Trying to keep from being run over

Published 11:01 am Tuesday, January 27, 2009

I’m not all that comfortable in cyberspace, but sometimes one has to travel a little faster than comfort would call for. It’s like those trips in and through Atlanta.

There are six lanes of traffic and they all seem to be full. If you get stuck in the middle lanes, you’d better be prepared to “keep on truckin” at about 65 miles per hour or else you might find an 18-wheeler about a silly millimeter off your back bumper.

Pay it no mind.

Email newsletter signup

Neither should you be surprised at the lady who zooms by you with one hand occupied by a cell phone and the other hand somehow applying make-up. I guess she’s controlling the car with her toes.

I’m saying that if you aren’t prepared to keep up with the traffic, well, get prepared to be run over!

That’s the way I feel sometimes when I hear of all the new-fangled opportunities that come our way in these days of iPods and blackberries. I still don’t know exactly what an iPod does. At least I know about blackberries, although the number of bushes has diminished greatly with the demise of the fence row.

I am sure all of you have heard the term cyberspace. It may seem like a new word and even confusing, but it is simply the latest in our continuing journey of communicating with each other. Our communication devices have come a long way since they began with the mouth way back in the Garden of Eden.

Adam said to Eve, “Hey, what’s for dinner?”

She gave him an apple. You can see the connection between then and now when you consider that the iPod is the latest gadget from Apple Inc.

The mouth part of communicating came easy for me. Proof of that would come in elementary school when I would consistently get a “C” grade in the area of deportment. I’m not sure that students are graded in deportment these days.

I made the mistake of asking my teacher why I got a “C” in deportment when all other grades were “A.”

I asked her, “What does that low grade in deportment mean?”

She looked at me with distress and said, “It means you talk too much!”

I never explained deportment to my parents, although they probably knew how much I loved to run my mouth.

Besides my mouth, I guess the first communicative device we received out in the country on Stagecoach Road was a telephone. It was not a wireless model. It had a rotary dial, was black, and we were on a party line. Our ring was one long and one short. That must have been around the time John F. Kennedy was elected president and we still have the same number.

Advances in communications were much slower in those days. I think it took a decade before we changed phones and were given a touch-tone phone and got a private line. We also might have gotten one of those curly cue lines.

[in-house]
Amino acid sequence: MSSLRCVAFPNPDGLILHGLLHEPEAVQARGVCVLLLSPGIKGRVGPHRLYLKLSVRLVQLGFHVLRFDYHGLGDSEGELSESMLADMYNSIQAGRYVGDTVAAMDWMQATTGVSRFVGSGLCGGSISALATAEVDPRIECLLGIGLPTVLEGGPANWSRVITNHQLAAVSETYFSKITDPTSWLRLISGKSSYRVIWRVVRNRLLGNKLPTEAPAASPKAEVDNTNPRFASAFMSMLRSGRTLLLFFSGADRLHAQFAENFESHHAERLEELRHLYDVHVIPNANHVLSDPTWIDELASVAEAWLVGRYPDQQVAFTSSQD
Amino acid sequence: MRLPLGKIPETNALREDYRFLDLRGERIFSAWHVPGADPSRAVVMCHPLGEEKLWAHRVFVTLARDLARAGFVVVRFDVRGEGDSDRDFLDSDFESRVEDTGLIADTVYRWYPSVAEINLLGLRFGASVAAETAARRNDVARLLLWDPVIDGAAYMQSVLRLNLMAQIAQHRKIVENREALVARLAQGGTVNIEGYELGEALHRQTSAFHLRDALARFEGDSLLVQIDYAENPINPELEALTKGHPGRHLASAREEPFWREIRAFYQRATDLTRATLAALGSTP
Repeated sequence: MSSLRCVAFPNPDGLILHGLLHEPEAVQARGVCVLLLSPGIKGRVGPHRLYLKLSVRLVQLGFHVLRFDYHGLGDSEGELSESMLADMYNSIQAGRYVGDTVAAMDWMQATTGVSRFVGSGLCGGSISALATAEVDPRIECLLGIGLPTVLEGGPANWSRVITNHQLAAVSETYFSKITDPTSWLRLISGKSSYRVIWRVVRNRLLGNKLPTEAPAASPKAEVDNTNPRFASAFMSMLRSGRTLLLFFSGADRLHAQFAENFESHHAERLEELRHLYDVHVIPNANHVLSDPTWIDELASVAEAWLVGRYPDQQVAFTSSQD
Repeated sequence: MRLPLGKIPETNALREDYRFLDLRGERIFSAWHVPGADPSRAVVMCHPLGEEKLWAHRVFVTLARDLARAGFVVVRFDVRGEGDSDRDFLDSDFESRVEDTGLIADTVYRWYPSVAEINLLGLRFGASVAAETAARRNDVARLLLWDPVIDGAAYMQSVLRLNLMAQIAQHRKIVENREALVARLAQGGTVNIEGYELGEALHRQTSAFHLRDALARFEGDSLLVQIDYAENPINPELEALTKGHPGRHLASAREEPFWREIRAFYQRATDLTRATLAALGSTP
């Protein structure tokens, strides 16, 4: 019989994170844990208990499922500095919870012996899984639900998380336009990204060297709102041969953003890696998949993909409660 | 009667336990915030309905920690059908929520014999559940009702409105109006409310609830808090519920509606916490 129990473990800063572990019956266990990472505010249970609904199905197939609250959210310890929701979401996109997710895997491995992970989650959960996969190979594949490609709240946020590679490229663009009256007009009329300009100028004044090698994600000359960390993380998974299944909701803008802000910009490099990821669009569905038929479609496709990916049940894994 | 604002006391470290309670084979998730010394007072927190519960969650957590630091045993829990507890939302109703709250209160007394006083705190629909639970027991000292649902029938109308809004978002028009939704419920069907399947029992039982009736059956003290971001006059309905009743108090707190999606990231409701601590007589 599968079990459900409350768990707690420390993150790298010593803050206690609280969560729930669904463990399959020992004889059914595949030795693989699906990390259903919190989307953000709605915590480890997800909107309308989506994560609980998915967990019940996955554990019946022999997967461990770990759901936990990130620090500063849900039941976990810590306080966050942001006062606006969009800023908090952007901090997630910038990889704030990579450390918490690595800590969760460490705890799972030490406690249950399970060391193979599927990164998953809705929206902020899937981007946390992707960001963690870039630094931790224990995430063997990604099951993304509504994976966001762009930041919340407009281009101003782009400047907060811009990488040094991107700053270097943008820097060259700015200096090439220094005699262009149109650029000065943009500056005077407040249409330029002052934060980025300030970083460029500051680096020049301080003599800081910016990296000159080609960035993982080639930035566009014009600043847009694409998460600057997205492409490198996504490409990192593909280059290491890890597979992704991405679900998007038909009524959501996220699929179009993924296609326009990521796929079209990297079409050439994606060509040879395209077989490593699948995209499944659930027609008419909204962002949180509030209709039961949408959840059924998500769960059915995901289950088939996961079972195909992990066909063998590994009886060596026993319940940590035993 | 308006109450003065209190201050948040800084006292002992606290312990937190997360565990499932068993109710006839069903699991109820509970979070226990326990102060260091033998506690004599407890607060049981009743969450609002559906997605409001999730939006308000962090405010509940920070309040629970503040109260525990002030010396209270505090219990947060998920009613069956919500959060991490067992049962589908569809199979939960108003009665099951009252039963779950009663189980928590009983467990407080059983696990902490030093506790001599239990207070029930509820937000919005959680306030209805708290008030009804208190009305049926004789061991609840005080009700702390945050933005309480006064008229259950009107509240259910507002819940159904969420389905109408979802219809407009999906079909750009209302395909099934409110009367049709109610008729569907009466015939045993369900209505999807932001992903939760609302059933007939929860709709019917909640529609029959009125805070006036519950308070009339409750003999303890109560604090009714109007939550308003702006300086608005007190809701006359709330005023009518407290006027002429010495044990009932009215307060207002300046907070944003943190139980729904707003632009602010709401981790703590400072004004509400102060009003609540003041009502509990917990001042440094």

When I went to college, computers were just coming on the scene. They were nothing like the desktops and notebooks of today. It’s amazing how powerful our modern machines are. Back in the early days of computers, entire and large rooms would be needed for the hardware and only large organizations like the Pentagon or universities would have access to computers.

Today, my laptop computer, bought for less than $1,000, would have more technical abilities than the most powerful computers of yesterday.

As far as telephones, the only wireless cell phone known would have looked like a wrist watch on the arm of one of my favorite cartoon characters, Dick Tracy. Nowadays, just about everyone has access to small, wireless telephones.

Even Dick Tracy, the greatest detective of all time, would be surprised at all the gadgetry contained in those little phones we carry around. We’ve come a long way, for sure.

I’m traveling down this communicative road today and began by admitting that it’s a little overwhelming at times. I am basically a simple man and not prone to changing with the times; particularly when the times change so rapidly. But as I said in my opening sentence, if one doesn’t stay up with the flow of the traffic, one is likely to be left behind.

I had to be dragged into the computer age. I wasn’t necessarily kicking and screaming, but it was either come into the modern age or stay on the outside looking in.

Marriage had a lot to do with it. Donna Sue has always been far ahead of me when it comes to technology. She had a computer when I was still using a pencil. She was e-mailing people when I felt that it was best to talk person to person.

Now she has created an account for me on something called Facebook. The account was not even an hour old when I found that my daughter had written on my wall.

She said, “Yay, you have a facebook. Now we can stay in touch.” I haven’t heard from her since.

My niece wrote, “Uncle Lynn, I can’t believe you have a facebook.” She said it as if I was some old fogy. Actually, anyone who would use the term, old fogy, has got to be one!

Another wrote and said, “Thanks for inviting me to be your friend.” I hardly knew her.

I wrote them all back as if I was the pro at all this stuff. The year is 2009 and I have a facebook. I barely know what that means, but I sure am glad to hear from all those folks! As they say, if you can’t beat them, join them.